Adapted from Conditions of the Indian Tribes: A Report of the Joint Special Committee of Congress (The Doolittle Report): pp. 41-42, January 26, 1867.
"When the attack was made,
The Indians flocked around the camp
Of the head chief,
And he ran out his flag.
He had a large American flag
Which was presented to him, I think,
By Colonel Greenwood some years ago.
And under this American flag
He had likewise a small white flag."
Was it light, so that the flags
Could be plainly seen?
"Yes, they could be plainly seen."
How many were killed?
"I think about seventy or eighty,
Including men, women, and children;
Twenty-five or thirty of them were warriors, probably,
And the rest were women, children, boys, and old men."
Were any Indian barbarities practiced?
"The worst I have ever seen.
All manner of depredations
Were inflicted on their persons;
They were scalped, their brains knocked out;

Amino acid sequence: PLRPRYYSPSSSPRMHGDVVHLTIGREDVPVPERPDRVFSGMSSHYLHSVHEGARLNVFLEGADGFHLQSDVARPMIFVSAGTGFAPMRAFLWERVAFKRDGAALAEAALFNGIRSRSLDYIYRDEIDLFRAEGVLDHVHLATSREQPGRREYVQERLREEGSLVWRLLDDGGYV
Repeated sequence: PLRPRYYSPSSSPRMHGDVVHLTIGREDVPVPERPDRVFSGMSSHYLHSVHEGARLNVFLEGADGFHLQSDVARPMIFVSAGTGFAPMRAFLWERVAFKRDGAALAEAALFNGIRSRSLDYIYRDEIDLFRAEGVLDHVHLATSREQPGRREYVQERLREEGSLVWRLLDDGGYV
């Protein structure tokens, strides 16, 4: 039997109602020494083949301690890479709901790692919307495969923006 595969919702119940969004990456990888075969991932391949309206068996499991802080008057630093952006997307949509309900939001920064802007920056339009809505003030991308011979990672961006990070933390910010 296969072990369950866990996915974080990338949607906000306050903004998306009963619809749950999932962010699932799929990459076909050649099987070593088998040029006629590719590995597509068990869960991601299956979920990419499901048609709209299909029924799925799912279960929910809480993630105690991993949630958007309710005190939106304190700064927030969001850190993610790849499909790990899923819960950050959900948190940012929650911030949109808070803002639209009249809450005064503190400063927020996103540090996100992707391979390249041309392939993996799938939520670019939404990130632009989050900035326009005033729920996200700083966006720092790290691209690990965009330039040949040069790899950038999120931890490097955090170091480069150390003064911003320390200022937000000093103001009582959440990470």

The men used their knives,
Ripped open women,
Clubbed little children,
Knocked them in the head with their guns,
Beat their brains out,
Mutilated their bodies
In every sense of the word."
Do you know which troops those were
That actually did this work;
Whether they were the hundred-day men
Who came from Denver,
Or the regular First Colorado regiment?
"I am not able to say;
They were all in a body together,
Between eight hundred and one thousand men,
I took them to be.
I saw some of the First Colorado regiment
Committing some very bad acts there
On the persons of the Indians;
And I likewise saw
Some of the one-hundred-day men
In the same kind of business."
When they came back to the Indian village,
Were any of the Indians there,
Men, women, or children,
"No, sir; they were all gone
Except a few children
Who came into our camp
An hour after we had all returned."
Copyright by Nicholas Gordon
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